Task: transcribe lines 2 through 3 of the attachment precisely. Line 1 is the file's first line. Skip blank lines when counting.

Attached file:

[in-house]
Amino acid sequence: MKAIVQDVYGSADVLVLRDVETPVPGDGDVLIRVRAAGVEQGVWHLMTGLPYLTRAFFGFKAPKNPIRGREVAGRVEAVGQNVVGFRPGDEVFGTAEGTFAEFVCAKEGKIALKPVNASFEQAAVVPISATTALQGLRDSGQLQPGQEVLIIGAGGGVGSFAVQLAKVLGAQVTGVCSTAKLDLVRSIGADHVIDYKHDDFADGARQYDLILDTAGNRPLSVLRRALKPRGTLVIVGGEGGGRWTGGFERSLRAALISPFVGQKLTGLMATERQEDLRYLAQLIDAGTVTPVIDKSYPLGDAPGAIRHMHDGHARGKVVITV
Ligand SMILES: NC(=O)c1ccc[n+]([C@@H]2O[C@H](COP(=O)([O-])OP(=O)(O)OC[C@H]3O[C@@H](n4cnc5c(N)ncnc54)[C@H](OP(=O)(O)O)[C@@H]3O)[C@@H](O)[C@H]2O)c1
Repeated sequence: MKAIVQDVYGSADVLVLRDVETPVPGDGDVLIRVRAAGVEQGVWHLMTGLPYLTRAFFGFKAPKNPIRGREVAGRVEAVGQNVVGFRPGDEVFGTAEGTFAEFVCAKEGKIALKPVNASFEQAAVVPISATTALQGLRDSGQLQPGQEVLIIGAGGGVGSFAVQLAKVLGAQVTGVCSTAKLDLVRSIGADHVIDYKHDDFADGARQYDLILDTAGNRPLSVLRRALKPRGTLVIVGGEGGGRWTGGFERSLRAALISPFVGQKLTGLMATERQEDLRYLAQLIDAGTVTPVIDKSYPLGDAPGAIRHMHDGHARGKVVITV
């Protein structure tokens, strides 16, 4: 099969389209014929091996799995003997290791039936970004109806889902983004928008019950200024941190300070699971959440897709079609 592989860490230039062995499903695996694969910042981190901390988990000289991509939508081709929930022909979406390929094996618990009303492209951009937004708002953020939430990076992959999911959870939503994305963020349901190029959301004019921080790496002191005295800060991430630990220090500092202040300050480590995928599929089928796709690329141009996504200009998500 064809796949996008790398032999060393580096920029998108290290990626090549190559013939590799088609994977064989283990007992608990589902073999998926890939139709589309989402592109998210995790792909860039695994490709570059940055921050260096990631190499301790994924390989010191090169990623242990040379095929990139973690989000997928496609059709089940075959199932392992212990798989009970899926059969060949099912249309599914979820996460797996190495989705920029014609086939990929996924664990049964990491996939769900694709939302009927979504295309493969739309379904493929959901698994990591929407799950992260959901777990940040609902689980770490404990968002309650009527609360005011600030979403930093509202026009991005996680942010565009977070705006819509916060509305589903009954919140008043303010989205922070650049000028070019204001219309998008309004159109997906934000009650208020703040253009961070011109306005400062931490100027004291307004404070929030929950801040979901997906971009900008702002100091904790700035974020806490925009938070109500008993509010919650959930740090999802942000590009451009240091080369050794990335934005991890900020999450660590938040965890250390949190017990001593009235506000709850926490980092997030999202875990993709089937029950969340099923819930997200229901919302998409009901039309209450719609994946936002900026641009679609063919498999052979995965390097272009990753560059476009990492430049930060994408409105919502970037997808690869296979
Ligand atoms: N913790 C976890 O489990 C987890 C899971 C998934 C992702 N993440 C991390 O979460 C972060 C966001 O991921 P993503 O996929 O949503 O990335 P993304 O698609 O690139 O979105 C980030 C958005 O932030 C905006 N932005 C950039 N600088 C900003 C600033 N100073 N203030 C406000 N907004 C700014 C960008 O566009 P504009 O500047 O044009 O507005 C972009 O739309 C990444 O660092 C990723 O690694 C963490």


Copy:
Amino acid sequence: MKAIVQDVYGSADVLVLRDVETPVPGDGDVLIRVRAAGVEQGVWHLMTGLPYLTRAFFGFKAPKNPIRGREVAGRVEAVGQNVVGFRPGDEVFGTAEGTFAEFVCAKEGKIALKPVNASFEQAAVVPISATTALQGLRDSGQLQPGQEVLIIGAGGGVGSFAVQLAKVLGAQVTGVCSTAKLDLVRSIGADHVIDYKHDDFADGARQYDLILDTAGNRPLSVLRRALKPRGTLVIVGGEGGGRWTGGFERSLRAALISPFVGQKLTGLMATERQEDLRYLAQLIDAGTVTPVIDKSYPLGDAPGAIRHMHDGHARGKVVITV
Ligand SMILES: NC(=O)c1ccc[n+]([C@@H]2O[C@H](COP(=O)([O-])OP(=O)(O)OC[C@H]3O[C@@H](n4cnc5c(N)ncnc54)[C@H](OP(=O)(O)O)[C@@H]3O)[C@@H](O)[C@H]2O)c1